You’ve done your succession planning homework, and you’ve taken all the right steps—whether this involved meticulously grooming younger members of the family business, or conducting an exhaustive search for a competent and closely aligned outside candidate for you privately owned company. All of the pieces are in place! Your successor has proven their abilities, and everyone’s thrilled about the company’s bright future under their leadership.
Everyone, it seems, except the outgoing leader. It’s one of the most common pain points for my clients on the succession planning keynote speaker circuit: the leader who can’t stop leading. In a standard corporate transition, business is business. In the best of situations, the incumbent might have the opportunity to work with the retiring leader; but even if they don’t, the incumbent is free to start forging a new path for the company.
When Business Succession is Personal
In a privately owned or family business however, this transition can be a bit trickier—and it requires a special kind of succession planning that is often overlooked. While succession planning is the process of ensuring the health of the business during and after a leadership change, personal continuity planning is about ensuring the health and happiness of the retiring leader…and it can be just as critical to the viability of your business as choosing a stellar CEO.
If I’m being honest, this is one of the reasons I became a succession planning keynote speaker in the first place. From the outside, retirement—particularly from the family business—looks amazing, doesn’t it? It’s finally time to trade the corner office for a condo in the beach city of choice, and it can’t come soon enough…for YOU. To your retiring leader, though, the situation might look a little different. Here are three reasons your leader might be clinging to the mast.
1. Identity Crisis. Especially if your current CEO was groomed for succession by the previous leader, being “the boss” of your enterprise may be all they know. Part of the reason my father came out of retirement six months after leaving the family business—a bit of a surprise to me, as the new CEO—was that he had not planned for a life after work. His daily routine, his social life and most of his friends were all connected to the family business. He had few interests outside of this, and became bored very quickly just being at home.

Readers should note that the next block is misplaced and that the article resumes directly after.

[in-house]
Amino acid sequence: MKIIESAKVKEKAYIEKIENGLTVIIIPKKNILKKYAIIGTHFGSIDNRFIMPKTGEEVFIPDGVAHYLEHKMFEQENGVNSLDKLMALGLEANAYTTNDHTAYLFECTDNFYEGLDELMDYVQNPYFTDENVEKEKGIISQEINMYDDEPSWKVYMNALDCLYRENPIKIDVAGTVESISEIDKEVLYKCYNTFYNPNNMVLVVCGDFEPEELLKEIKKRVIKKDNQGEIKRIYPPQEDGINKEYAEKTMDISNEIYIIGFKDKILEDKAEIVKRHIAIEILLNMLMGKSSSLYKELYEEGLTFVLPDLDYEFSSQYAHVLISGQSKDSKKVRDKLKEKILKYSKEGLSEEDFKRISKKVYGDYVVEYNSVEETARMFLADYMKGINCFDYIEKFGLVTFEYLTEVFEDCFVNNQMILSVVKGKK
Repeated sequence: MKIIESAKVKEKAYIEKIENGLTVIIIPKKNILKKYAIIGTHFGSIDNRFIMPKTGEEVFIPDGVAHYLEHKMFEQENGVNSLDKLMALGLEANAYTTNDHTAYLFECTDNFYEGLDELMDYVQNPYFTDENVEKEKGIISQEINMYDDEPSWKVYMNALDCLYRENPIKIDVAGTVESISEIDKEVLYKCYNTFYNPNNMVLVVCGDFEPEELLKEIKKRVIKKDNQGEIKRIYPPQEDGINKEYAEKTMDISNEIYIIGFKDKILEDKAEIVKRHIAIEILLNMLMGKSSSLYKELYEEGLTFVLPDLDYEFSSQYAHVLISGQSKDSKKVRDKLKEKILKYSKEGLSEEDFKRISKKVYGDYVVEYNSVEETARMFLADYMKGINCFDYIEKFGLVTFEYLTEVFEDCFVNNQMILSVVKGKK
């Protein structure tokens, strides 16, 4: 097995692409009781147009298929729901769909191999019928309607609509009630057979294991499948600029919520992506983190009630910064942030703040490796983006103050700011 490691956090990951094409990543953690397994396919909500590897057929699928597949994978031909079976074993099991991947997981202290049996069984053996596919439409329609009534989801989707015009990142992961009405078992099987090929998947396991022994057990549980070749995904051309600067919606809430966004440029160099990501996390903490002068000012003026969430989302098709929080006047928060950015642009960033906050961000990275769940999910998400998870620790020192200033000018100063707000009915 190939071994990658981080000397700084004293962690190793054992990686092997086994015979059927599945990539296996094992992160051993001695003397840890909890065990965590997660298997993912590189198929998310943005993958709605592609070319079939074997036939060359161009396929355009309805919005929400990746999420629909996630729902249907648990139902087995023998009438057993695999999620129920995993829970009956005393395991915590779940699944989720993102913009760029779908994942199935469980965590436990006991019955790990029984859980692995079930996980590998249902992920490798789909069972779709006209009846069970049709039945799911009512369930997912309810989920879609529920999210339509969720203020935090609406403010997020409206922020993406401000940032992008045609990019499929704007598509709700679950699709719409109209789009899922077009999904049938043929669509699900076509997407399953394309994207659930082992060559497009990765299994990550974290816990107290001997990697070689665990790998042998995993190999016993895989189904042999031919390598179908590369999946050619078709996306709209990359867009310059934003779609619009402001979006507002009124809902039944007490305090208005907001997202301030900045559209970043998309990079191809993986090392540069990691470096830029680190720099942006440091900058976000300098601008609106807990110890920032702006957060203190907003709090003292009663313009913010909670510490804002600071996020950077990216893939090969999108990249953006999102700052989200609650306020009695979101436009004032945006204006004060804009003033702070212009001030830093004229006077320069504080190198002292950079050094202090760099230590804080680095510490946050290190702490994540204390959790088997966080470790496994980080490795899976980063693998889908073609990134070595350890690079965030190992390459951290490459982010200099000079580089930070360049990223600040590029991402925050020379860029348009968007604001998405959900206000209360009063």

2. Fear of Failure. While point #1 is definitely the most common driver of “retirement fails,” I do also hear quite a lot about fear on the succession planning keynote speaker circuit. And this fear can be two-fold. Retiring leaders have been in charge for so long that it can be difficult for them to imagine anyone stepping into their shoes! And, just as often, this fear of the unknown is less about ego than it is about operational detail—it feels overwhelming to think about all the things of which they’ll no longer have control.
Along these same lines, executives who have been in their roles for many years—particularly those who have experienced a great deal of success in their professional lives—may resist transitioning to the unstructured life of a layperson. And if you put yourself in their shoes, it makes perfect sense; they’ve likely spent decades refining the skills needed to lead a closely held or family-owned business. They know they’re good at it, but they’re not sure how good they’ll be at life outside of the business.
3. Power Trip. As I’ve said many times when discussing this with my succession planning keynote speaker clients, I don’t want you to think of this as a judgment. Most executives, and especially most privately owned business leaders, are accustomed to enjoying a certain amount of power in their daily lives. It’s an objective reality of corporate structure, and it can be a dramatic shock when it suddenly disappears. Unfortunately, unlike point #2, a retiring leader’s reaction to a shift in power structure is entirely about ego—and it can have serious negative repercussions on self-esteem and relationships, both professional and personal.
The Solution: Personal Continuity Planning
These are all common problems for leaders in a closely held business, and they can all be major roadblocks to the successful transition of leadership responsibilities—and ultimately ownership of the business—to the next generation. But they can all be overcome.
So how did we get my dear ol’ dad to finally retire…for good? We started out by meeting once a week for an executive summary of what was happening in the business. We followed the meeting with lunch at a local restaurant, at which time we could continue to talk about business issues, or just spend time together socially as father and son.
My father also adopted the title of Chairman, in which capacity he went on to attend many social and networking events on behalf of the business; these were things like Chamber of Commerce lunches and local charitable causes that the operational demands of the business prevented me from attending. This worked well, as it gave him a purpose and also some status and recognition for the 45 years he had invested in building the business.
Want to make your own transition smoother and more rewarding for all? I devote a whole chapter to personal continuity planning in my latest book, “Handing Over the Reigns: A Concise Guide to Succession Planning.” Preparing to be independent of the business in retirement is not just about financial planning—but also about preparing for the emotional separation from a business that one has spent a good portion of one’s life building.
My sincere wish, as with all my succession planning keynote speaker topics, is that others learn from my challenges—so that your entire family comes out on top.
Here’s to your business success!
Richard J. Bryan